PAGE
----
(I won’t even go into the cringe-inducing slang they use in almost every post: “sammy” for “sandwich,” “mater” for “tomato” and “loupe” for “cantaloupe.” I’ll tell them like Katie tells her kids: Use your words, girls.)

Now, I’m not saying that eschewing the crap most people eat at cocktail parties, avoiding McDonald’s, photographing some of your meals or even eating uncooked food are necessarily unhealthy in and of themselves. But when your WHOLE LIFE revolves around your food and the self-imposed restrictions you place on it, to the point that YOU WRITE AN ENTIRE BLOG ABOUT IT and photograph almost every meal, then yes, I believe that is the very definition of disordered eating.

To be totally fair, I must say that the first two bloggers I mentioned appear, in their photographs at least, healthy. The raw vegan, though, looks like a concentration-camp victim (an employee at the gym she frequents complimented her on filling out a little, and the girl gave her a dressing-down of epic proportion). But I don’t think physical appearance is the only indicator of whether or not someone is truly healthy, especially when we’re talking about psychological health. On the other hand, all of this is coming from a blogger who drinks a gallon of diet soda each day, is totally immune to caffeine, enjoys the occasional cigarette and sees nothing wrong with having a Big Mac every now and then. So maybe I’m not the best judge.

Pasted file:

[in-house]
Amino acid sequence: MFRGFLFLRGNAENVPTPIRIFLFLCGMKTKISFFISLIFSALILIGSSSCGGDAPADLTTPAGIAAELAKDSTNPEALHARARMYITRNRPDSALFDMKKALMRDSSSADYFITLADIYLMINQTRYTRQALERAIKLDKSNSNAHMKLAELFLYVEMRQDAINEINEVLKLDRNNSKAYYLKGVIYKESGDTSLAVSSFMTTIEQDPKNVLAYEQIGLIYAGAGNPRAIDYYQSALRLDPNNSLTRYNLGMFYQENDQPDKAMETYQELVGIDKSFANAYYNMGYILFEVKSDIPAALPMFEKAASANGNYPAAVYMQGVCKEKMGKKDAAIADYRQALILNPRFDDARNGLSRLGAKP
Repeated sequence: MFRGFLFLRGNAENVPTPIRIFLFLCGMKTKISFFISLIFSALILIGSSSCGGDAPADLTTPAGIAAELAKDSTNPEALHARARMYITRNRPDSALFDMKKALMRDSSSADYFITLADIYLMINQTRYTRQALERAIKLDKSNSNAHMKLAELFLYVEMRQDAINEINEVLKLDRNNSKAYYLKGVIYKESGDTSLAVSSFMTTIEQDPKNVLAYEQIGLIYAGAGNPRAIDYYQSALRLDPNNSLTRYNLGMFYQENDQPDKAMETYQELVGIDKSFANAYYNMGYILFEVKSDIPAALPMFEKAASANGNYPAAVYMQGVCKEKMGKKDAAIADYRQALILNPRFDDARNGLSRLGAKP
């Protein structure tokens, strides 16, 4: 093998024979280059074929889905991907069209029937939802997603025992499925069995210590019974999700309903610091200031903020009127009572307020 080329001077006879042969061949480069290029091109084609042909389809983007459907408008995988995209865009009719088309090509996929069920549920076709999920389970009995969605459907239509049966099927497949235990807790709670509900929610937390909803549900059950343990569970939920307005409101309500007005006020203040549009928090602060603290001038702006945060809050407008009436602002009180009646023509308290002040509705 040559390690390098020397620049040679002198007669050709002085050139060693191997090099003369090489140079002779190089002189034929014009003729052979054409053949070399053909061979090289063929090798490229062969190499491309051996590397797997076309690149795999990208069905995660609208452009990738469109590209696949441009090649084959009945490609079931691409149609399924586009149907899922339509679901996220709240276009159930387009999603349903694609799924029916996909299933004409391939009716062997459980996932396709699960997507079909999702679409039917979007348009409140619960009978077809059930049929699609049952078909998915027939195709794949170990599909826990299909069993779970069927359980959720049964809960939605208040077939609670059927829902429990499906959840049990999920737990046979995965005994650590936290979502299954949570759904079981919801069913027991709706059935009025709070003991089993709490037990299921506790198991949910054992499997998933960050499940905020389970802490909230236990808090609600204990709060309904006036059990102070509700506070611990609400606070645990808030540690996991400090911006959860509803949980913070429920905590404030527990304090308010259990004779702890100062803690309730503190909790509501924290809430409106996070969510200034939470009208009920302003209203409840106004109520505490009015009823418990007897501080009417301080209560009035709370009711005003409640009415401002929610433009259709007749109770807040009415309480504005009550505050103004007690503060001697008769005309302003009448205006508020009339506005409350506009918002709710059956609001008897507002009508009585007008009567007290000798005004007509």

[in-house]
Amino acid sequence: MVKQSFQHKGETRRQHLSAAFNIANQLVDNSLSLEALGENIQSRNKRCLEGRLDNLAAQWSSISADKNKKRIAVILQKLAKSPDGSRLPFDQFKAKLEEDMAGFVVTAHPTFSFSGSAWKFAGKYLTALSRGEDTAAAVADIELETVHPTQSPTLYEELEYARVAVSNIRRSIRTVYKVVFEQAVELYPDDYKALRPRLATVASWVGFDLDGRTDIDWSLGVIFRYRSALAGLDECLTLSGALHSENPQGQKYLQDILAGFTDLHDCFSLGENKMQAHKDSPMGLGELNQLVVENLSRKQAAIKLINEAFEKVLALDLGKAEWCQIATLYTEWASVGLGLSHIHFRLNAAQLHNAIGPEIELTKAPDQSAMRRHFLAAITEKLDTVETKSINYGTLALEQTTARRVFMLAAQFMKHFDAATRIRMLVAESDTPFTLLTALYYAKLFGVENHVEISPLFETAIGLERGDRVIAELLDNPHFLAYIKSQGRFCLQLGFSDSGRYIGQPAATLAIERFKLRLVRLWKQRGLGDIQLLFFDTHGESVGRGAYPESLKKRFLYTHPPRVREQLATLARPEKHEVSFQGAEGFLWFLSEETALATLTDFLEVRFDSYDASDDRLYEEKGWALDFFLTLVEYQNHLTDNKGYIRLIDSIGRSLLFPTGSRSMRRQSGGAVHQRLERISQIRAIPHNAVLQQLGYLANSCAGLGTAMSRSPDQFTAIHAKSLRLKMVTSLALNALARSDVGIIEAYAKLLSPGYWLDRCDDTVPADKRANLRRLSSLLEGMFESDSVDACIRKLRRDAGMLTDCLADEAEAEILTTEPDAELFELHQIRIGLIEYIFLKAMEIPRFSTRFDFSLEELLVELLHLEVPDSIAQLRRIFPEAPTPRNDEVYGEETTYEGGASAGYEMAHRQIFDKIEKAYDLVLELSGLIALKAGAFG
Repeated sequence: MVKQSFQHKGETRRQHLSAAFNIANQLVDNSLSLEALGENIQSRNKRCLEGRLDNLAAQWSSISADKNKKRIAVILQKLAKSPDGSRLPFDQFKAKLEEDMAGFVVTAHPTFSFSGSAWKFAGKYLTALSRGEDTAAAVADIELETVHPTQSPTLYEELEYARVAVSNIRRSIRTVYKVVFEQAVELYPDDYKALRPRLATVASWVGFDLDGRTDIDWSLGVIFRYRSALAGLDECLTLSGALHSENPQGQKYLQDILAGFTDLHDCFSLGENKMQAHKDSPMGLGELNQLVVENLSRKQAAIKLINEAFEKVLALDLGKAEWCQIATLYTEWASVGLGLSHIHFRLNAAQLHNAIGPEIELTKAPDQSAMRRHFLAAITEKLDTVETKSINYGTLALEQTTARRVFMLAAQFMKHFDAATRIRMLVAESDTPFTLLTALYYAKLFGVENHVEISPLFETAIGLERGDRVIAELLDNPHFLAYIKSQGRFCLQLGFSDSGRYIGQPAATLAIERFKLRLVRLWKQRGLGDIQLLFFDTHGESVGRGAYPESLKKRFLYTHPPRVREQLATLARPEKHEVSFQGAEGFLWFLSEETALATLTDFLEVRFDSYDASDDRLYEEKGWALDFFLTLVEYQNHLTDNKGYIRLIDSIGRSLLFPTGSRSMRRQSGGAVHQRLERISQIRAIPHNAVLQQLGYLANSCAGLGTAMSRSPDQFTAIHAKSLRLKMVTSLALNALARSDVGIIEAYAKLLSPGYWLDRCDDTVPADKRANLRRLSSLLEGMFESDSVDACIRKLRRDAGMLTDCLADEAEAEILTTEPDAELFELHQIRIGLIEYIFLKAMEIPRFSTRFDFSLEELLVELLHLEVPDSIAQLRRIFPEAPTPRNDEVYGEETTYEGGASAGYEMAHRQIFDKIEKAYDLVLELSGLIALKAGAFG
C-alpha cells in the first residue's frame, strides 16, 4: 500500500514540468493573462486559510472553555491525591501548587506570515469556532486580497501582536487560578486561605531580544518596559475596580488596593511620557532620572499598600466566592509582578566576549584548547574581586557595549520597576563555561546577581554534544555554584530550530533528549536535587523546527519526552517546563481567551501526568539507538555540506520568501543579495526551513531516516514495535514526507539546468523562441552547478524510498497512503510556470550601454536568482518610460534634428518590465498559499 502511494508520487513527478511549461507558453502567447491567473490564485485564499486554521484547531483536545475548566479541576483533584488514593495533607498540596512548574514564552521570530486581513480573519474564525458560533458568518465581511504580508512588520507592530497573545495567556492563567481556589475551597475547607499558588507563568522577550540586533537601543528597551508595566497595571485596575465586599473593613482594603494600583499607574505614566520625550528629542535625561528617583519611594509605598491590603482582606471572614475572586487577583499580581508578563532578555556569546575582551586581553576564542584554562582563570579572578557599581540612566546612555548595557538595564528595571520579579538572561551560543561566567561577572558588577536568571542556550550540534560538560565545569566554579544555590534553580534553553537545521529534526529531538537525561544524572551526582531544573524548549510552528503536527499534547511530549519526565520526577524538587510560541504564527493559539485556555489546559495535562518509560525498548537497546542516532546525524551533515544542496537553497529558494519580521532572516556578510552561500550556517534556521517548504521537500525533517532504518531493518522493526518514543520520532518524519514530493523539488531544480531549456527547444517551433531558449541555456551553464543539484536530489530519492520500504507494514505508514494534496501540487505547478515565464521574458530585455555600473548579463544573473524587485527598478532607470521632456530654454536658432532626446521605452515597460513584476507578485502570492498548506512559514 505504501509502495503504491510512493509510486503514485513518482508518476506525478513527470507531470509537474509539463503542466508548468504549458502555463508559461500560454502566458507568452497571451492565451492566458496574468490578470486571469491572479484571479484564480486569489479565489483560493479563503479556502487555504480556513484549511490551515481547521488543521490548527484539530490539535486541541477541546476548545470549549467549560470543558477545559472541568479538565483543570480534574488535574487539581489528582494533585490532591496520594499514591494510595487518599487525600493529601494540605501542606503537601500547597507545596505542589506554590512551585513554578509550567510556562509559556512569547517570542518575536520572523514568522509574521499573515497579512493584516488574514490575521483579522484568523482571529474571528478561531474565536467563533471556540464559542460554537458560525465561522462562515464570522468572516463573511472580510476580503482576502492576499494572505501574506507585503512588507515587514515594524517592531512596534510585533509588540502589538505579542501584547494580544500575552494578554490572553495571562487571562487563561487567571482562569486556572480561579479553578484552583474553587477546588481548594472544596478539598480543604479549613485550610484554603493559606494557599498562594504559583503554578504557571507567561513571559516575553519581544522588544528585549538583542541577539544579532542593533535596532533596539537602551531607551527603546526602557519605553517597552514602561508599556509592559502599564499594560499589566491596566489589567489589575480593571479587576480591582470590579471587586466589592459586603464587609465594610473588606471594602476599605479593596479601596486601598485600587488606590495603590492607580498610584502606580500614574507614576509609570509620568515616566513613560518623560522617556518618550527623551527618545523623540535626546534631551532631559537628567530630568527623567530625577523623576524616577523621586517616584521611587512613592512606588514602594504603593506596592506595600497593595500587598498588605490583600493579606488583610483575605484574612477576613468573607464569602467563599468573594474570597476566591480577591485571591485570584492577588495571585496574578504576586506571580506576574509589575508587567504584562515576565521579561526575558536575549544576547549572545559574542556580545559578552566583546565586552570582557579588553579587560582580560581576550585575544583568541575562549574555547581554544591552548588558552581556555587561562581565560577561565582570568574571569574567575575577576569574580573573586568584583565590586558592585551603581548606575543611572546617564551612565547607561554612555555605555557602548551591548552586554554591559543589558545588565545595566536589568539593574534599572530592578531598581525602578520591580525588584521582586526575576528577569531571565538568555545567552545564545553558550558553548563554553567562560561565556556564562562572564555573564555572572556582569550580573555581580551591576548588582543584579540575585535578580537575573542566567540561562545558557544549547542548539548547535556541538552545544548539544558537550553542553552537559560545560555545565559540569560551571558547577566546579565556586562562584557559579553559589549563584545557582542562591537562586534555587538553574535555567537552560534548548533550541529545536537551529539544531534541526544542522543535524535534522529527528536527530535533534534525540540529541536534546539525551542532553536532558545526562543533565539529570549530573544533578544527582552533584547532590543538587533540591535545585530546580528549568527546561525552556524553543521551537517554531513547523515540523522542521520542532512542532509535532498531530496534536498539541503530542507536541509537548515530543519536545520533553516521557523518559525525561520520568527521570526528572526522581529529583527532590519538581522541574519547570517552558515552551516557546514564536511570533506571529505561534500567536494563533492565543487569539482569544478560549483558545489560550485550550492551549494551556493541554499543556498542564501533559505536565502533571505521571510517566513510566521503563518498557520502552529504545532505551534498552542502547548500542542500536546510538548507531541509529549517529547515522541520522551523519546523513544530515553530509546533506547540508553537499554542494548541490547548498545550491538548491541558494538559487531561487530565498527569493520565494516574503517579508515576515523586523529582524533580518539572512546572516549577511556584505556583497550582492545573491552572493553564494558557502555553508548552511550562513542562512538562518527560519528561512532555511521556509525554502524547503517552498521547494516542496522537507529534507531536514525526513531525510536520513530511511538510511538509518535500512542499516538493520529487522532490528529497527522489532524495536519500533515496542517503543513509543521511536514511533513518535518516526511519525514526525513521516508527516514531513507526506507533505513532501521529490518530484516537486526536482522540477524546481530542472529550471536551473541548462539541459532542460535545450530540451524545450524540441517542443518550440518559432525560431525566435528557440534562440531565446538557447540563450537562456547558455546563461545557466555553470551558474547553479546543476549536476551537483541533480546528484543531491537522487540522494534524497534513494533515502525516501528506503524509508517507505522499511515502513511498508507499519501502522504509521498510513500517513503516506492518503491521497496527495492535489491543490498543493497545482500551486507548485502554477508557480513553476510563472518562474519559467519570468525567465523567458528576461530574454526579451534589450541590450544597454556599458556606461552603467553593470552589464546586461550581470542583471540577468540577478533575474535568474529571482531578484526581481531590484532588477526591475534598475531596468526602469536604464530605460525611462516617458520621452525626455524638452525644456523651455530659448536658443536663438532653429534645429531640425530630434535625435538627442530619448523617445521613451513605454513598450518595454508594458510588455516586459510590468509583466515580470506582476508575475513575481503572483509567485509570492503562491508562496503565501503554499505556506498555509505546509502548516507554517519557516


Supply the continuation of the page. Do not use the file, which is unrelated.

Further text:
But I want to know what you think: Is this disordered eating, or am I just a hater?

Your miscombined

Pride Goeth Before an Underbaked Lamb Cake

The majority of the time, I make good decisions.

Well, put it this way: The majority of the time, I don’t make BAD decisions.

This week is a notable (and very unfortunate) exception. People, I don’t know what’s wrong with me. On top of my part-time job and my freelance writing job(s),

–The Guy’s birthday is Saturday, and because of the many family members and friends who want to celebrate with him, the latter half of this week is essentially the Festival of The Guy, i.e., we have plans every night from Thursday until Sunday.
–Easter is Sunday, and on that day, we not only have church, we also have TWO celebratory Easter meals in TWO DIFFERENT TOWNS.
–Oh yeah, and I’m MOVING.

So what do I decide to do?

–Make everyone’s Easter gifts BY HAND.